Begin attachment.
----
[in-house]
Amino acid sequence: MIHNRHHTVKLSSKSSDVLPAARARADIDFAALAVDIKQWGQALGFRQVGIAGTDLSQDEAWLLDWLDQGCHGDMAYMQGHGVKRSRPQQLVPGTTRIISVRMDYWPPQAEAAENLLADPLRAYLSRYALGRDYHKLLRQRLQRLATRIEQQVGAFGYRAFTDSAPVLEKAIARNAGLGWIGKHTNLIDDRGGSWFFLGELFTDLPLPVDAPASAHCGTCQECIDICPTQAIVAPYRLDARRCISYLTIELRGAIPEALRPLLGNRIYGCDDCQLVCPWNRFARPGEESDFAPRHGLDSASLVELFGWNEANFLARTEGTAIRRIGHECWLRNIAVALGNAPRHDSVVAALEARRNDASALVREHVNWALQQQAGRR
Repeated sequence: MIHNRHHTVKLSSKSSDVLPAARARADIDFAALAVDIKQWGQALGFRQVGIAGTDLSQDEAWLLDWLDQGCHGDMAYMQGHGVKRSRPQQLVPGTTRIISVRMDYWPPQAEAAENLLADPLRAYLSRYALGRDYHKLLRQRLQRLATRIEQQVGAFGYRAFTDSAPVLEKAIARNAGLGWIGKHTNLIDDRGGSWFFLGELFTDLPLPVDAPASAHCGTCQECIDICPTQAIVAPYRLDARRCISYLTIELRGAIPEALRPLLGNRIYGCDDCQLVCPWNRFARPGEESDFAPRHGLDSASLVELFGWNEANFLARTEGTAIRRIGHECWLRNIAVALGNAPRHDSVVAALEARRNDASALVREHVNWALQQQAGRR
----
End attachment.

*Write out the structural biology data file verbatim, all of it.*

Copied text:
[in-house]
Amino acid sequence: MIHNRHHTVKLSSKSSDVLPAARARADIDFAALAVDIKQWGQALGFRQVGIAGTDLSQDEAWLLDWLDQGCHGDMAYMQGHGVKRSRPQQLVPGTTRIISVRMDYWPPQAEAAENLLADPLRAYLSRYALGRDYHKLLRQRLQRLATRIEQQVGAFGYRAFTDSAPVLEKAIARNAGLGWIGKHTNLIDDRGGSWFFLGELFTDLPLPVDAPASAHCGTCQECIDICPTQAIVAPYRLDARRCISYLTIELRGAIPEALRPLLGNRIYGCDDCQLVCPWNRFARPGEESDFAPRHGLDSASLVELFGWNEANFLARTEGTAIRRIGHECWLRNIAVALGNAPRHDSVVAALEARRNDASALVREHVNWALQQQAGRR
Repeated sequence: MIHNRHHTVKLSSKSSDVLPAARARADIDFAALAVDIKQWGQALGFRQVGIAGTDLSQDEAWLLDWLDQGCHGDMAYMQGHGVKRSRPQQLVPGTTRIISVRMDYWPPQAEAAENLLADPLRAYLSRYALGRDYHKLLRQRLQRLATRIEQQVGAFGYRAFTDSAPVLEKAIARNAGLGWIGKHTNLIDDRGGSWFFLGELFTDLPLPVDAPASAHCGTCQECIDICPTQAIVAPYRLDARRCISYLTIELRGAIPEALRPLLGNRIYGCDDCQLVCPWNRFARPGEESDFAPRHGLDSASLVELFGWNEANFLARTEGTAIRRIGHECWLRNIAVALGNAPRHDSVVAALEARRNDASALVREHVNWALQQQAGRR